SARS will start issuing ‘auto-assessments’ to taxpayers later this year – here’s how it works

The South African Revenue Services (SARS) will start issuing auto-assessments from 1 August.

In May, SARS commissioner Kieswetter indicated that a significant number of taxpayers will receive auto-assessments and given an opportunity to confirm their acceptance of the assessment outcome according to SARS.

In an emailed response, a SARS spokesperson said that these auto-assessments were first implemented in 2019 for a limited number of taxpayers, but will now be rolled out to a wider range of people.

The process will work as follows:

  • Employers and third-parties submit required and correct data to SARS by end of May 2020;
  • SARS uses the relevant data to identify taxpayers who can be auto assessed;
  • SARS auto-assesses the taxpayer and issues an SMS to the taxpayer with the results;
  • Taxpayer logs onto eFiling or SARS MobiApp and accepts the auto-assessment results;
  • If there is a refund, the refund is processed and paid out to a valid bank account (if the bank details with SARS are invalid – SARS will not be able to pay the refund);
  • If the taxpayer does not agree with results of the auto-assessment, they may edit and resubmit their income tax return on 1 September 2020.

“SARS will use the tax-related information submitted by third parties such as employers, banks, and other financial institutions,” a spokesperson said.

“It is of the utmost importance for taxpayers to ensure that their employer and third party institutions have submitted accurate data such as IRP5 certificates and medical or insurance tax certificates with which to submit their income tax return.”

SARS said that taxpayers who are auto assessed have two options:

  • Accept the results on eFiling or MobiApp and if there is a credit, the refund is processed and paid;
  • Disagree with the auto assessment and edit the return by supplying the relevant or missing information to resubmit on 1 September.

Why is SARS moving to auto-assessments?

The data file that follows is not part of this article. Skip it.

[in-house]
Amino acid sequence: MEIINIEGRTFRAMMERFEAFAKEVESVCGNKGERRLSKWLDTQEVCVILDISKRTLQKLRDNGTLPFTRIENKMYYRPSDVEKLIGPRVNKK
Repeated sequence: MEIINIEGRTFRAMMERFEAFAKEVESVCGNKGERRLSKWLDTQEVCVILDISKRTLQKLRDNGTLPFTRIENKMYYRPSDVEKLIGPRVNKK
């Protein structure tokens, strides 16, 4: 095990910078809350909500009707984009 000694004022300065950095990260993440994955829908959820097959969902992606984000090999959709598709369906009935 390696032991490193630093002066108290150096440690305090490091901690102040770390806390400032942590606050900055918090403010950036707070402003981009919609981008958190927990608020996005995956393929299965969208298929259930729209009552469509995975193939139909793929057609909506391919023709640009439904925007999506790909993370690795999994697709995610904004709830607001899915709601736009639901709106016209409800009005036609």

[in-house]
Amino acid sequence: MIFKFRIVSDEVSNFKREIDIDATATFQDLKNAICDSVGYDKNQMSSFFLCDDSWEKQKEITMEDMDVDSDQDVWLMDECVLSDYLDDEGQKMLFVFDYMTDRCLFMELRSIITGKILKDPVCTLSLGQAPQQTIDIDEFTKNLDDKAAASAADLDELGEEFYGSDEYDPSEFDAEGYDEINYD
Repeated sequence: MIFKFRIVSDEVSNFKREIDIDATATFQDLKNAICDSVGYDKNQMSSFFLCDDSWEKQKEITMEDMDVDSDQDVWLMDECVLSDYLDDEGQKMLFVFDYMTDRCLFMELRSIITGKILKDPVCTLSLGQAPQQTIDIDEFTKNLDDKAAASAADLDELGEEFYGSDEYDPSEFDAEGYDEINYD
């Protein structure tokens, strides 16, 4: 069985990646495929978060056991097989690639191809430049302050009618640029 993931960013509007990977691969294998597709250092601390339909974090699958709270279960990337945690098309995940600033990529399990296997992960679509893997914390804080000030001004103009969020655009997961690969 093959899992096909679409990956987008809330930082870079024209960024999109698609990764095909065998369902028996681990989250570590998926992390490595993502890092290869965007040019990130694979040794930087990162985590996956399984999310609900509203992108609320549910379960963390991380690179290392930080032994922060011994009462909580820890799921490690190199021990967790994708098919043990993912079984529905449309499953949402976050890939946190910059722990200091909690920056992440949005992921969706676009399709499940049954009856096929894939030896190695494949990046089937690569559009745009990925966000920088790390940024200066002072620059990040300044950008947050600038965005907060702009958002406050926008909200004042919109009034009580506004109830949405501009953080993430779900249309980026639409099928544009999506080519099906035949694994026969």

During the state of disaster and lockdown period in March, SARS fast-tracked the online conversion of a number of services that prompted a branch visit, to facilitate taxpayer compliance and revenue collection during this challenging but critical time for the country’s revenue income.

The revenue collector said it has taken further steps to provide an end-to-end service to taxpayers.

“This includes a seamless filing season, which began with employer filing in April this year, and verification of employer and third party data which commenced on 1 June, followed by automatic assessments of taxpayers on 1 August,” it said.

“It is expected that these innovations will enhance our service to taxpayers, and improve their tax filing experience.”

SARS added that the auto-assessment process is not new and was introduced last year.

“This year, it has been leveraged to accommodate a larger number of taxpayers. Notices to taxpayers will be sent through an SMS commencing 1 August notifying that they have been automatically assessed.

“The auto-assessment will be based on the available third party information from employers, banks and financial services companies, which administer retirement fund and pension schemes, Medical Savings and Insurance Schemes, submit tax certificates.”

The tax collector emphasised that it was important for taxpayers to update and verify their personal information and banking details.

“Updating of personal information including banking details can take place on eFiling and the SARS MobiApp (see link to letter on 25 March and statement on 05 May for online services). Refunds will only be paid into a valid bank account.

“If the bank details with SARS are invalid, SARS will not be able to pay the refund. This is why taxpayers must verify their details with SARS and ensure that their IRP5 and other relevant data  has been submitted by their employer and third parties, and properly captured during the period June and August.”


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SARS will start issuing ‘auto-assessments’ to taxpayers later this year – here’s how it works